The lognormal distribution has two parameters, the ‘location’ parameter mu and the ‘scale’ parameter sigma. I’ll denote the lognormal distribution with the notation used in R. If x is lognormally distributed with parameters mu and sigma, I denote it as:

x = lnorm(mu, sigma)

To assume almost nothing about the distribution of P, W and L, I let the parameters of the lognormal distribution vary randomly over a uniform distribution. I’ll denote the uniform distribution using the notation used in R. If x is a uniformly distributed over the range 0 to 1, we write:

x = runif(0, 1)

I let the parameters of the lognormal distribution vary between 0 and 10. If you’re familiar with the lognormal distribution, you’ll know that this is a huge parameter space. So the values of P, W and L are:

P = lnorm( mu = runif(0, 10), sigma = runif(0, 10))

W = lnorm( mu = runif(0, 10), sigma = runif(0, 10))

L = lnorm( mu = runif(0, 10), sigma = runif(0, 10))

I take these values and throw them into the accounting definition. Average wages are then W / L. Value added per worker is (W + P) / L. To see how the correlation between wages and value added per worker varies, I run the algorithm several thousand times.


Here’s the R code for the model. Run it for yourself and see what you find.


n_test = 20000
n_firms = 10^4

# cluster
cl = makeCluster(4, type="SOCK")
clusterSetupRNG (cl, type = "RNGstream")

# progress Bar
pb = txtProgressBar(max = n_test, style = 3)
progress = function(n) setTxtProgressBar(pb, n)
opts = list(progress = progress)

test = foreach(i = 1:n_test, .options.snow=opts, .combine=rbind) %dopar% {

# wagebill
mu = runif(1, 0, 10)
sigma = runif(1, 0, 10)
wagebill = rlnorm(n_firms, mu, sigma)

# profit
mu = runif(1, 0, 10)
sigma = runif(1, 0, 10)
profit = rlnorm(n_firms, mu, sigma)

# value added (sum of wagebill and profit)
value_added = wagebill + profit

# labor hours
mu = runif(1, 0, 10)
sigma = runif(1, 0, 10)
labor_hours = rlnorm(n_firms, mu, sigma)

# hourly wage
hourly_wage = wagebill / labor_hours

# valued added per labor hour
va_per_hour = value_added / labor_hours

# regress value added per hour and hourly wage
r = lm( log(va_per_hour) ~ log(hourly_wage) )

f = summary(r)$fstatistic

f_stat = f[1]
p = pf(f[1],f[2],f[3],lower.tail=F)
r2 = summary(r)$r.squared

output = data.frame(f_stat, p, r2)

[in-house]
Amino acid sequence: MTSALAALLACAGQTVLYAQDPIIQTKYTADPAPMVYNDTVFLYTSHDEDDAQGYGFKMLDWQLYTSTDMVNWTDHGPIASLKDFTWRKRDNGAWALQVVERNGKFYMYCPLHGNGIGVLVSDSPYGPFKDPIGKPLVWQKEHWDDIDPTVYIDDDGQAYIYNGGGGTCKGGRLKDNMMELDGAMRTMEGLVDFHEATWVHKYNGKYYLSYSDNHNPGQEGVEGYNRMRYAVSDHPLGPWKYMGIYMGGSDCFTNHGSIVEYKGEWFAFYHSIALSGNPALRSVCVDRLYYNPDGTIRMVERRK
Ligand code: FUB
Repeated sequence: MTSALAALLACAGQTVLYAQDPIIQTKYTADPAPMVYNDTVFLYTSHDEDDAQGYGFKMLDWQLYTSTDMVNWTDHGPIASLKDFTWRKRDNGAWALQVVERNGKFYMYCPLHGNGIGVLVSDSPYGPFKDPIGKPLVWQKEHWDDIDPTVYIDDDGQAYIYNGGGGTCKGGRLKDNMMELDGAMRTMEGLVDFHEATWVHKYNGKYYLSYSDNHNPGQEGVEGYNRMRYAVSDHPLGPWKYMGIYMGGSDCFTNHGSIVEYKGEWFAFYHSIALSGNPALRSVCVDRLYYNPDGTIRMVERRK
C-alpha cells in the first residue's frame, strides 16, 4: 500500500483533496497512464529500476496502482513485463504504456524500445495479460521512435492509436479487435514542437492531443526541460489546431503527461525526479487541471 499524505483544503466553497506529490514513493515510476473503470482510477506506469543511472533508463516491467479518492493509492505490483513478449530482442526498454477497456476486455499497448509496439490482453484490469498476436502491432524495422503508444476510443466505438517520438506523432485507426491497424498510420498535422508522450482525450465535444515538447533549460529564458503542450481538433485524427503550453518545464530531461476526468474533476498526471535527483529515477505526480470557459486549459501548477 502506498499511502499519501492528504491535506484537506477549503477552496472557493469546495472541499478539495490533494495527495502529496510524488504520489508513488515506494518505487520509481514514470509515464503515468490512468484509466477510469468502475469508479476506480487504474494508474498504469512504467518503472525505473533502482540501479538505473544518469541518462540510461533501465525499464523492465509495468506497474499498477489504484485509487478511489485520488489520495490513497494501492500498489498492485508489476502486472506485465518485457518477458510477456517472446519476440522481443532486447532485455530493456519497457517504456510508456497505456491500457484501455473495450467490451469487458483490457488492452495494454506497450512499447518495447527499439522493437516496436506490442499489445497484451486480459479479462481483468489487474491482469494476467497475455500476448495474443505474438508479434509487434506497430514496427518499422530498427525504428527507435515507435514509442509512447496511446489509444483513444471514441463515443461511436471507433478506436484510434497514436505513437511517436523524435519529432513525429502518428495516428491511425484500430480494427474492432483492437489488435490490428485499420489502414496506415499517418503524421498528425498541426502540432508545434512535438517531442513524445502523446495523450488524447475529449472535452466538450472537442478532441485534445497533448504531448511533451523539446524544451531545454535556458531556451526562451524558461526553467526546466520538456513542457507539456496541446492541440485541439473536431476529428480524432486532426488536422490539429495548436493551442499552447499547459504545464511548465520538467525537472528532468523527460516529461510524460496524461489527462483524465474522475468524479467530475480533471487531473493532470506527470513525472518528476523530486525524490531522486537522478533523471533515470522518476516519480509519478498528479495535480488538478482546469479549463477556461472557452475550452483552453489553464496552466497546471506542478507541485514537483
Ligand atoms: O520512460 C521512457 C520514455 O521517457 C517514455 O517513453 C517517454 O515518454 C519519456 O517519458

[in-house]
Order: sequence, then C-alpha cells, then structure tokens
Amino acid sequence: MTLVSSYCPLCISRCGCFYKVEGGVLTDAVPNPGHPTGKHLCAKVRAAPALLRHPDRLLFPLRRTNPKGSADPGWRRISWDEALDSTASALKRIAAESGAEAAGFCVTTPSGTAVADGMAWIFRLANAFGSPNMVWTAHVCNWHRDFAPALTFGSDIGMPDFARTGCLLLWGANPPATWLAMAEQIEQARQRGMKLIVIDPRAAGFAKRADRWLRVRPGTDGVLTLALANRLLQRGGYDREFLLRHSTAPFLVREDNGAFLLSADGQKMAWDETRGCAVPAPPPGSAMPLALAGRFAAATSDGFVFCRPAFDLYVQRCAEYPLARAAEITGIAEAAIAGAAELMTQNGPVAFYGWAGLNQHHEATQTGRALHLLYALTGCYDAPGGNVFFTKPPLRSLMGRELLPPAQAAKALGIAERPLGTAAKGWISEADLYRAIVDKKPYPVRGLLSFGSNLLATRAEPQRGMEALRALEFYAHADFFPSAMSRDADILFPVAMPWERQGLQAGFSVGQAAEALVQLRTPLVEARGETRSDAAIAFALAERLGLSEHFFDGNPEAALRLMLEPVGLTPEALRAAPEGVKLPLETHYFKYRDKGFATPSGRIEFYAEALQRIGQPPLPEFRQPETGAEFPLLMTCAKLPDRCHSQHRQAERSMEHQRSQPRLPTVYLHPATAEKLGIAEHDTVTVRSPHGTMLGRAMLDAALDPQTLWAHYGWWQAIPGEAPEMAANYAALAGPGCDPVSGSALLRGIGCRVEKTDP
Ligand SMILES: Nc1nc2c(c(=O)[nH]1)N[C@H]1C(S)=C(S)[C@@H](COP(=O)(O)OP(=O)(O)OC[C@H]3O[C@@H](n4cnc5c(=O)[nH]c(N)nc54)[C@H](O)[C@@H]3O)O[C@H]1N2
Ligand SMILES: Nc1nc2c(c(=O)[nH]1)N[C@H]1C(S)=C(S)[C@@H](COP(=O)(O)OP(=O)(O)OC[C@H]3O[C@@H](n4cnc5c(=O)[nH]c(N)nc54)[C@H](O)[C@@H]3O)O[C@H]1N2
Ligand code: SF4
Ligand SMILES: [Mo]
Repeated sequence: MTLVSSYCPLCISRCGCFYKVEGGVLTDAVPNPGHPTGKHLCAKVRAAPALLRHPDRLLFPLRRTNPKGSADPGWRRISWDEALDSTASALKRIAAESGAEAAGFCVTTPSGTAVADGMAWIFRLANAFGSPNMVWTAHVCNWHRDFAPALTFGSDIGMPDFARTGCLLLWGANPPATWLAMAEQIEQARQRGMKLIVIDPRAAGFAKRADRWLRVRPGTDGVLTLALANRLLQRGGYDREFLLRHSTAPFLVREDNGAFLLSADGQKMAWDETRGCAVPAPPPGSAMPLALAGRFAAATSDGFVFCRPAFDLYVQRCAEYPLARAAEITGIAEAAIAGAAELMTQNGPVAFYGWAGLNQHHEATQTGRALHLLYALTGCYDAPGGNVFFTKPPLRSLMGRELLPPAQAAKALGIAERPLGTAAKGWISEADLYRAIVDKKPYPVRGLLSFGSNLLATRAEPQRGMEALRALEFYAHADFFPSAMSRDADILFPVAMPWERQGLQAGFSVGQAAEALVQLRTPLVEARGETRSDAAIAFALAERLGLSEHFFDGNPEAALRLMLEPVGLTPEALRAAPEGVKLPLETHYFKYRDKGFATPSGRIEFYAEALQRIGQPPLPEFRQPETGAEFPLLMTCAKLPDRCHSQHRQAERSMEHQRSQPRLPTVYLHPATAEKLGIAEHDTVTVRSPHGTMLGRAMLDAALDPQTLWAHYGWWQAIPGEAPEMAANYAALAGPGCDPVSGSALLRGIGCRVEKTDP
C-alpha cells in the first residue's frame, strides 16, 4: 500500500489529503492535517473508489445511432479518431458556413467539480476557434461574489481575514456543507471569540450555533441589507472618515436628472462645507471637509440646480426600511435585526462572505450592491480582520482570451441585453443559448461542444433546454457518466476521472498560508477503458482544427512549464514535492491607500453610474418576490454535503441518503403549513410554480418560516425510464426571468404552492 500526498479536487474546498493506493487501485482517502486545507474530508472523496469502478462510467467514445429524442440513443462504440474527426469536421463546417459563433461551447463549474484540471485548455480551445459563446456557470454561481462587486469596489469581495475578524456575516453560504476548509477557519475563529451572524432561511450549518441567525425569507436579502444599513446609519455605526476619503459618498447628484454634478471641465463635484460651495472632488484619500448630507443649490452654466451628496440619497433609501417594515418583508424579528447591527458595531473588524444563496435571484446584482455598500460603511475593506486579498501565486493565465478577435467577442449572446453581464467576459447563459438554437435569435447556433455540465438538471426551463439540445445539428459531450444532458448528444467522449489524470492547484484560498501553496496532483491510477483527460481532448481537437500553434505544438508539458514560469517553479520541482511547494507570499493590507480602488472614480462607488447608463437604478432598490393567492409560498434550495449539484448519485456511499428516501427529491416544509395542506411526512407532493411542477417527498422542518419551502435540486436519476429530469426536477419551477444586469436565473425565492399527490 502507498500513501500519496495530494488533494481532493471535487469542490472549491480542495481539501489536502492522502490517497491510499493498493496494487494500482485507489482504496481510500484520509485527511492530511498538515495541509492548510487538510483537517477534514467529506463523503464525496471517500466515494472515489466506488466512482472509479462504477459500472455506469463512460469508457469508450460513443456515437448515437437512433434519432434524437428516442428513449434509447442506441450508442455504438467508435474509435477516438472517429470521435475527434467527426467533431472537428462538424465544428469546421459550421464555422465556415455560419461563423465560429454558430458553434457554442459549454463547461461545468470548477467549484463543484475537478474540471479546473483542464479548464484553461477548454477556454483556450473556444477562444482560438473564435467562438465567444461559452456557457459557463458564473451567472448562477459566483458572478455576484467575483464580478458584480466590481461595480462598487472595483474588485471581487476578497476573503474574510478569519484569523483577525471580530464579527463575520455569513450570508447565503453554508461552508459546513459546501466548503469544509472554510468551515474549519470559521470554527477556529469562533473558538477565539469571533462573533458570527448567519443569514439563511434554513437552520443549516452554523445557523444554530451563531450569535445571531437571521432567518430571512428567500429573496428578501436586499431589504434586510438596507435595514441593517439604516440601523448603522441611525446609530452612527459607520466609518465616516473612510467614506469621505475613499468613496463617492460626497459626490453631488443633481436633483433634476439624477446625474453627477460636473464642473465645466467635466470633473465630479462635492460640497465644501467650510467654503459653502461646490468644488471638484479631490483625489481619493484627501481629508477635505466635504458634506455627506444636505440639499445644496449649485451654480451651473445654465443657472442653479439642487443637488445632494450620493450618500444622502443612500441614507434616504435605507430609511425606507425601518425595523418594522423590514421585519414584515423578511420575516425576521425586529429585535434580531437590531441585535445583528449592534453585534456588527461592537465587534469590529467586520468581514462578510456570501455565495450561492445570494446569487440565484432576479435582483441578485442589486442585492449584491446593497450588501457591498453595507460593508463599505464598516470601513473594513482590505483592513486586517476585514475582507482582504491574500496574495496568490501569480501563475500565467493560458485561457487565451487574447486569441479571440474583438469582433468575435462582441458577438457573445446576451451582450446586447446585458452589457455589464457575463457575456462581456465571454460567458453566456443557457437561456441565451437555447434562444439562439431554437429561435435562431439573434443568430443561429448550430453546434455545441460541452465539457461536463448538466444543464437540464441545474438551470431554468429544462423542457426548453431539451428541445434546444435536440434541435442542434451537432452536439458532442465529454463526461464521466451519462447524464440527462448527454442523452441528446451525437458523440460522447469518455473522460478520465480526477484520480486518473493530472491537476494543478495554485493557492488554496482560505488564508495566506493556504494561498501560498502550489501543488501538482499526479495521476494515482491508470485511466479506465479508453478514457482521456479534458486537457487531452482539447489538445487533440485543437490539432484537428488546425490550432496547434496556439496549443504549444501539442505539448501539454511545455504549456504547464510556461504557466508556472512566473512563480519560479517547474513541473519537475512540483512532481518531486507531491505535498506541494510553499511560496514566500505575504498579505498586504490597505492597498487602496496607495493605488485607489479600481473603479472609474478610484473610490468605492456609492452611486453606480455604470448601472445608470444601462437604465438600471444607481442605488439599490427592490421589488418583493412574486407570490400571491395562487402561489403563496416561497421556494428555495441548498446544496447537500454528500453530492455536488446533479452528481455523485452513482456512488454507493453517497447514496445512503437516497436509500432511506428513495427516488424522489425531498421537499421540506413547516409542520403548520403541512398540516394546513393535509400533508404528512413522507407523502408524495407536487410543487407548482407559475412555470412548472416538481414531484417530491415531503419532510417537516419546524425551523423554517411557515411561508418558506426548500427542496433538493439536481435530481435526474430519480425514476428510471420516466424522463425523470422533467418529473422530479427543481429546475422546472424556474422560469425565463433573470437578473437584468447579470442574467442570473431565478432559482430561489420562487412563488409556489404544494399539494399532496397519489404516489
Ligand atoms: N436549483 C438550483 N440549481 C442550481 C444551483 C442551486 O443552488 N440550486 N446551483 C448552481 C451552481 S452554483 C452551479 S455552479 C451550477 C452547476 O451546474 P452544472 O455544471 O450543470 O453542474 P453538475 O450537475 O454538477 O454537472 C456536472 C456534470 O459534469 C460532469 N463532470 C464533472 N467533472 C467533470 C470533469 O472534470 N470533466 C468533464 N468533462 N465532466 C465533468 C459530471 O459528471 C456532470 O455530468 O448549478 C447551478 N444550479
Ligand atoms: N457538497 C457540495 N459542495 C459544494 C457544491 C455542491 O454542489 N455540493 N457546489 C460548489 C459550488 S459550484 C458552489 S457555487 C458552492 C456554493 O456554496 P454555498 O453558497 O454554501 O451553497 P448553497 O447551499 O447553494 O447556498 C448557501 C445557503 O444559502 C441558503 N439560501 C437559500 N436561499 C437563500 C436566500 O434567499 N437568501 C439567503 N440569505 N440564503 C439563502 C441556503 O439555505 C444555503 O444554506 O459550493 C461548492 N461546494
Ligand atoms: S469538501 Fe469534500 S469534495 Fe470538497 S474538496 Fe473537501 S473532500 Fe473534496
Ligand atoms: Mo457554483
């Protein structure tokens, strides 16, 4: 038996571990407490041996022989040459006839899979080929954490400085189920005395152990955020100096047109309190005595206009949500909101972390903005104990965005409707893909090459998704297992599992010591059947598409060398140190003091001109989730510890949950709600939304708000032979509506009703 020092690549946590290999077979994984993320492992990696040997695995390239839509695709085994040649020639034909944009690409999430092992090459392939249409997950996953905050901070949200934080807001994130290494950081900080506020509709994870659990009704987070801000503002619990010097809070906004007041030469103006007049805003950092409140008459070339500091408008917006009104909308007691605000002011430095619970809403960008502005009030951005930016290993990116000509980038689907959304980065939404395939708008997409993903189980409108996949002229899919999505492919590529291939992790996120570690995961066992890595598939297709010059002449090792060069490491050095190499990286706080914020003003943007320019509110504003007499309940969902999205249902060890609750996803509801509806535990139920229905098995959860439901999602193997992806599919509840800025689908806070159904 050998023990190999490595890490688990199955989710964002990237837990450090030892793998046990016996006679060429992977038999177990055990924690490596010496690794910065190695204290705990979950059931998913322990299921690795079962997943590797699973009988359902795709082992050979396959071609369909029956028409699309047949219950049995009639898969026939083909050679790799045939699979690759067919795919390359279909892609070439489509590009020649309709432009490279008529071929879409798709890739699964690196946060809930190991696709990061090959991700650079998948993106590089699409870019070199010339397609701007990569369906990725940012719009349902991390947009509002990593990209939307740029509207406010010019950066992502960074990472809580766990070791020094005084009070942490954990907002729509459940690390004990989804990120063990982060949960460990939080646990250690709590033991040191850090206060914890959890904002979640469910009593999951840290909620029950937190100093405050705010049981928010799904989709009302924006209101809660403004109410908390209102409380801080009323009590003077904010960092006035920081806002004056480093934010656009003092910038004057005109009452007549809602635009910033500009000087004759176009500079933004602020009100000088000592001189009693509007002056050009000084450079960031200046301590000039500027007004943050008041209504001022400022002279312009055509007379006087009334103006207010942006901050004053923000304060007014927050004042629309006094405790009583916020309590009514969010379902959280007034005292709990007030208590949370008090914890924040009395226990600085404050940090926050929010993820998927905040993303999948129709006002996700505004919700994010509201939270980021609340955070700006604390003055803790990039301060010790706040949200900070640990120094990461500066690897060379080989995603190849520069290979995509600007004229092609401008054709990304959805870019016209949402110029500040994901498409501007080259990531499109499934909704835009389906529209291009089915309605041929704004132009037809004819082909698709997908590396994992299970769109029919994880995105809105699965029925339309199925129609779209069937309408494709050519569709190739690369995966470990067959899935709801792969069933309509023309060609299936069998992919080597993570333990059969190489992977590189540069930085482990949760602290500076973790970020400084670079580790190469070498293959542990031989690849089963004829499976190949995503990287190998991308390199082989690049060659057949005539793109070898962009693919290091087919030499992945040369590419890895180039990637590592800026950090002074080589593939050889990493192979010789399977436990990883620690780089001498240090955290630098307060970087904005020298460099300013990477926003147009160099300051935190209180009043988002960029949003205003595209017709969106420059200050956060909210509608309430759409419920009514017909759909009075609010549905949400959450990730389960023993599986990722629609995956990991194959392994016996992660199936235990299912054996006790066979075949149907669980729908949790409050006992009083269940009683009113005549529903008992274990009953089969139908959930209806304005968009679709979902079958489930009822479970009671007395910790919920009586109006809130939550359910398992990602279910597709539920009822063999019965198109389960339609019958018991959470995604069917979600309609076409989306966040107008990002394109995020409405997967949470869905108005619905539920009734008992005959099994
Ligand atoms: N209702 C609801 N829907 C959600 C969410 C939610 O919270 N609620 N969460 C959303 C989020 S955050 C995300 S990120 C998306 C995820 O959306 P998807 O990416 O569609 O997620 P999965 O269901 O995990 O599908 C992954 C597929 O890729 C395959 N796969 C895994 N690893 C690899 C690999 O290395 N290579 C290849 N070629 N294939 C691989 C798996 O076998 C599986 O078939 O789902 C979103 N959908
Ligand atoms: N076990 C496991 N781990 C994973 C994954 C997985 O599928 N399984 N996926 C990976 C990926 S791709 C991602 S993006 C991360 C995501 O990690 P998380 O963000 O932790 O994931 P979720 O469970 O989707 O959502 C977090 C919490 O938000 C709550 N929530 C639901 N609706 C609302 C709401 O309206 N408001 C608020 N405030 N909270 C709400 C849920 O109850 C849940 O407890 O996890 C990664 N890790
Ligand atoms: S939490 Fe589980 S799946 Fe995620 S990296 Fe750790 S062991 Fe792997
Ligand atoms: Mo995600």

# portion that are significant
sig_frac = length(test$p[ test$p < 0.05 ]) / length(test$p)

# f statistic
hist(log10(test$f_stat), breaks = 100, xlim = c(0, 10))
abline(v = log10(3.85), col = "red" )

# export
write.csv(test, "test_data.csv")

Further reading

Cockshot, P., Shimshon, B., & Nitzan, J. (2010). Testing the labour theory of value: An exchange. http://bnarchives.yorku.ca/308/02/20101200_cockshott_nitzan_bichler_testing_the_ltv_exchange_web.htm

Pullen, J. (2009). The marginal productivity theory of distribution: A critical history. London: Routledge.

Ziliak, S., & McCloskey, D. N. (2008). The cult of statistical significance: How the standard error costs us jobs, justice, and lives. University of Michigan Press.

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Tony Benn on Overseas Investment at the Expense of Britain’s Workers

Published by Anonymous (not verified) on Sun, 17/05/2020 - 8:57pm in

A few days ago I posted up a piece about Shaw’s critique of British imperialism. As I said in the earlier piece, Shaw wasn’t against imperialism in itself, if it had been genuinely for the benefit of the conquered peoples. But it wasn’t. It was really to exploit them, as a cheap workforce unprotected by the Factory Acts in Britain which protected domestic workers. The result was the exploitation of non-Whites abroad, while British manufacturers were ruined by the import of the cheap goods they produced, and British workers made unemployed.

This situation still remains, thanks to globalisation and the rise of the multinationals even though the British empire is no more. Tony Benn was a staunch opponent of the multinationals and the same abuses of overseas investment. In a 1985 speech in parliament on unemployment, Benn said